Both the landlords, who produced the raw materials which were demanded by the manufacturers and the merchants who disposed of the finished products, were part and parcel of the same capitalist mode of production, members of the same exploiting class. During the 16th century it was the landlords who were the decisive force making for economic avarice as they broke up the old feudal order, and laid the basis for capitalist production. But as the 17th century advanced, they and the monarchy which represented their interests began to act as a retarding force upon the further development of capitalism. The Crown’s policies favoured the great landlords at the expense of trade and industry. In a variety of ways the state prevented capital accumulated by the merchants and manufacturers from being reinvested in commerce and manufacture.
Oliver Cromwell, who led the revolutionary forces which overthrew the political power of the great landlords, came himself from the radical faction of the Gentry, or smaller landowners, whose own interests had been hard hit by economic depression and the policies of the Crown. But the decisive backing for Cromwell came from that section of the capitalist class whose wealth derived mainly from trade and manufacture and in particular the great merchants concerned with overseas trade and centred on London and other ports. It was necessary for It wide section of the people to mobilised in order to break the political power of the landlords. Cromwell appealed to the petty-bourgeois – small traders, artisans, and yeoman farmers-who provided the back bone of his armies. But immediately victory over the “new nobility” had been achieved Cromwell turned upon the Levellers, who represented the interests of the petty-bourgeoisie, and smashed them in battle. He returned to be feasted by the merchants of the City of London.
These great merchants were the real victors of the Civil War. Even Cromwell was too radical for their liking, once his task was done. The Restoration of a tamed monarchy in 1660, and the ousting of another who attempted to put back the clock, in the “Glorious” Revolution of 1688 confirmed them in their political supremacy. Parliament replaced the monarchy as the decisive institution of state. The politics of state and the laws were adjusted to meet the needs of the new rulers of Britain. An aggressive imperial policy led to a series of wars against foreign rivals from which the British capitalists emerged, in the main, victorious; and by the late 18th century Britain’s mercantile empire was the largest in the world. The merchants of London, Bristol, Liverpool, and Glasgow, waxed fat on the huge profits obtained from colonial trade and looting throughout the world. The African slave trade, the trade with the American plantations, based on slavery, and producing raw materials and foodstuffs for the British market’s and for re-export, the trade with, and outright looting of India, and other Asian countries, left a trail of suffering and death among the peoples of Asia, Africa, and America, and accumulated vast quantities of capital for the British ruling class. The Navigation Acts, and others, protected this colonial trade and loot from all foreign rivals.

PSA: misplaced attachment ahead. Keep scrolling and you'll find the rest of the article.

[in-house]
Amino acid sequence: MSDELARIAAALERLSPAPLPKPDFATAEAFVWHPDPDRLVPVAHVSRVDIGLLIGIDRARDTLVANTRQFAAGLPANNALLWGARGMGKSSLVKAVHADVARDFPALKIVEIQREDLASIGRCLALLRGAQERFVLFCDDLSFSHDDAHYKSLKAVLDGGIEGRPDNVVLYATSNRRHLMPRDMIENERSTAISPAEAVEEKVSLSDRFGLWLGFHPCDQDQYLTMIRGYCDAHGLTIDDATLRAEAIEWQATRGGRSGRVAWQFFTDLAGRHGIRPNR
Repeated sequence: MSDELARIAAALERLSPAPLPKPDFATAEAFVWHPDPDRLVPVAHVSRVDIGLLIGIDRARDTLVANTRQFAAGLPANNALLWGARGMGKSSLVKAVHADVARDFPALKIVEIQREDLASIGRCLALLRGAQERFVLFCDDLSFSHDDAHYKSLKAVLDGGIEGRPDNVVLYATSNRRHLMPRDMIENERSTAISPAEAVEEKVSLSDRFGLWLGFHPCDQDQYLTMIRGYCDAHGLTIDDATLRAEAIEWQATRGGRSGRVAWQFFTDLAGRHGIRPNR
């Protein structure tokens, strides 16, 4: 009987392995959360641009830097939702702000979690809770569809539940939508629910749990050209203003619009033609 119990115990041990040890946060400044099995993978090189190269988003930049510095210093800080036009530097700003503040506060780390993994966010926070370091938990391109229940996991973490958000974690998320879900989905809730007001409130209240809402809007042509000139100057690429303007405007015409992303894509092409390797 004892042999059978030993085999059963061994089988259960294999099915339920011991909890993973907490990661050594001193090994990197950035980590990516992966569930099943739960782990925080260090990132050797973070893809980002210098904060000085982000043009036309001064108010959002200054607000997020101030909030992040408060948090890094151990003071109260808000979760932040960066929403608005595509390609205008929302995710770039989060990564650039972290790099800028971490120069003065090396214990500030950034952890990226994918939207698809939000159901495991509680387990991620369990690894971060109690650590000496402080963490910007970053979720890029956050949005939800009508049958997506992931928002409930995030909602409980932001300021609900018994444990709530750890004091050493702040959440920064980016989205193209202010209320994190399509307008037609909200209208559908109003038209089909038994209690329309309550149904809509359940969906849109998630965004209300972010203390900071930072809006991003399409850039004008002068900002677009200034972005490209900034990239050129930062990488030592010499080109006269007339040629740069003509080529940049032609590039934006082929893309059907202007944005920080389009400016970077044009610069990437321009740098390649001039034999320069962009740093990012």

Scottish armies had played a part, in the early stages of the Civil War, in smashing the absolute power of the monarch. But those Scottish merchants and landowners who were prepared to do a deal with Cromwell and the English capitalist at the expense of their own country and people were too weak enforce their will upon Scotland unaided. Between 1648 and 1650 Cromwell’s English troops smashed three Scottish armies and occupied Scotland, as they did Wales and Ireland. The economic union Cromwell imposed upon the country benefited the Scottish merchant who could now share in England’s looting of other lands, but was bitterly opposed by the people as a whole. It was ended with the Restoration of 1660. Not until 1707, with the Act of Union, were the merchant capitalists of Scotland, and those landowners who produced for the British market, able finally to achieve their goal of full economic union with England and Wales. There was bitter opposition from the people, as before. There were uprisings in Edinburgh and Glasgow. Three regiments had to be called in to restore order in the capital, and the people held Glasgow for more than a month. But the opposition to this betrayal was not united, and the dominant sections of Scottish capital achieved their aim. Henceforth the English capitalists and their Scottish “partners” could develop the capitalist mode of production within one, united British market. With the abandonment of protection most Scottish manufacturing industries were ruined, and great suffering was inflicted on the people, as English goods flooded into the country but the Scottish merchant prospered on their share of the colonial loot. They had earned their 30 pieces of silver.
The way in which the British state was used to speed the development of capitalism in the Scottish Highlands is described by Marx in Capital. The peasants were ’cleared’ from their lands in tens of thousands during the 18th and early 19th centuries, so that the clan chiefs could turn the land of the clans into great capitalist estates producing for the British market. “The hunted out Gaels were forbidden to emigrate from the country, with a view to driving them by force to Glasgow, and other manufacturing towns.” This conquest of the Highlands by capitalism completed the task initiated under the Tudor monarchy to the late 15th century. Throughout England, Scotland and Wales money was now “the power of all powers”.
[To be continued]